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Ned Evett

Label: Raging Krill

Reviewed: January, 2012



Have you ever experienced losing your job?  Have you been negatively impacted by this sucky economy?  Maybe you’ve experienced the tragedy and trauma of your marriage breaking up and many years and you’re troubled and confused.  After any or all of that, do you find yourself looking for happiness and hope? 


We all know that these tragic life events have been written about by many songwriters and performed by others who may or may not have experienced them.  While those songs can touch ones heart, something seems to be lost in the translation when they’re being written, performed, or both by someone who really hasn’t had those experiences. 


This isn’t the case with the sixth solo album, Treehouse, by singer, songwriter, guitarist and even sculptor, Ned Evett.  Ned pours out his tale of emotional, vocational, financial and marital devastation in this 14 song autobiographical CD.   


Winner of the 2003 North American Rock Guitar competition that resulted in a PBS documentary, Driven To Play, Evett has been lauded as “The world’s first fretless guitar rockstar” by Guitar Player Magazien and “The master of the fretless glass-necked guitar by USA Today. 


You read that right: A fretless, glass-necked guitar.  Evett invented it and it’s truly a thing of beauty and art without a note being played on it.  The musical alchemy that Evett conjures up with it with his signature fingerpicking style is truly magical. 


Evett is joined in his Treehouse by producer (and also helping on piano and guitar), Adrian Belew (from The Power Trio), Ed Roth on organ, Lynn Williams on drums and Cream’s Jack Bruce’s son, Malcolm, on bass. With this CD, you’re going to get incredibly well written rock and folk that provokes your thoughts and, ultimately, leaves with hope for a brighter tomorrow as you journey with Ned in the story about his life.  By the end of the disc, you definitely get the sense that Ned is picking up the pieces after the storms of his life and is clearly moving on to the next chapter of his life.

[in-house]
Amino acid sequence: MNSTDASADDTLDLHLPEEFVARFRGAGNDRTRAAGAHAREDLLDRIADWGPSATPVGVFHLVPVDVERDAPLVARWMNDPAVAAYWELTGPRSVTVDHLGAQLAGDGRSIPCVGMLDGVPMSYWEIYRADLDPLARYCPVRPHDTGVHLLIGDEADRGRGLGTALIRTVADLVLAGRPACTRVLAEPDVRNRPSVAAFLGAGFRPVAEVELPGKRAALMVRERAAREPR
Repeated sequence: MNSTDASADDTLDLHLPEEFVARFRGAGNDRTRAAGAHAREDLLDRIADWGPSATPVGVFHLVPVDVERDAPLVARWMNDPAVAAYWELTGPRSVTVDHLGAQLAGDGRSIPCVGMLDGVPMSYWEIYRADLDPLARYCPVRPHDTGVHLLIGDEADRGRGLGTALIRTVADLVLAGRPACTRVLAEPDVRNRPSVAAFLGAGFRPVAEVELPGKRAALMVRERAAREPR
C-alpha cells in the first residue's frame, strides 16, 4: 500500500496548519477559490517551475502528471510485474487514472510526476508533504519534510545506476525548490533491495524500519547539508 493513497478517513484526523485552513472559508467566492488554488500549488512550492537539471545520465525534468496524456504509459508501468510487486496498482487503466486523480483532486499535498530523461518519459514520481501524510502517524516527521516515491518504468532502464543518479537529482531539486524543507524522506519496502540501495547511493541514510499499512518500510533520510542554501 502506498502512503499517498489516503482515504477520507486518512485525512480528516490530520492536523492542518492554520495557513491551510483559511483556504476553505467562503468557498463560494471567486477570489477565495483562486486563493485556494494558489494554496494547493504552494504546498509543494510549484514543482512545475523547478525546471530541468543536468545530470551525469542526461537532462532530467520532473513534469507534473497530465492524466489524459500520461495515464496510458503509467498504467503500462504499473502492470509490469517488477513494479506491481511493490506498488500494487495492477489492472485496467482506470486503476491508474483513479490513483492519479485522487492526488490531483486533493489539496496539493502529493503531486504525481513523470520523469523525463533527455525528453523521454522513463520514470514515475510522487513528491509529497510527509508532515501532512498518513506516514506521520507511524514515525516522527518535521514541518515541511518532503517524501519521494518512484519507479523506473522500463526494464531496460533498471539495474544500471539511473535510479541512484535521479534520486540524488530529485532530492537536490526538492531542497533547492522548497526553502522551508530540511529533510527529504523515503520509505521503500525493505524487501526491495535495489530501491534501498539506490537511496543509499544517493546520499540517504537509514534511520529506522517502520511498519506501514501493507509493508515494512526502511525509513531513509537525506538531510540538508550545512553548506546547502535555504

Every tune a great one, the two top Boomerocity favorites are Say Goodbye For Both of Us (“Started out as lovers, finished up as friends, gonna say goodbye for both of us again . . .) and Why Can’t I Believe (“I pictured us apart for so very long, nothing really helped to make myself a friend . . .I picture us apart”).  Introspective, self-assessing, even self-critical, the lyrics admonish one to look at themselves for life’s causes and effects. Brilliantly, brilliantly written.  Did I tell you these songs are brilliantly written?  Well, they are. 


Treehouse will give its listeners great music to think by. 




Written by Randy Patterson
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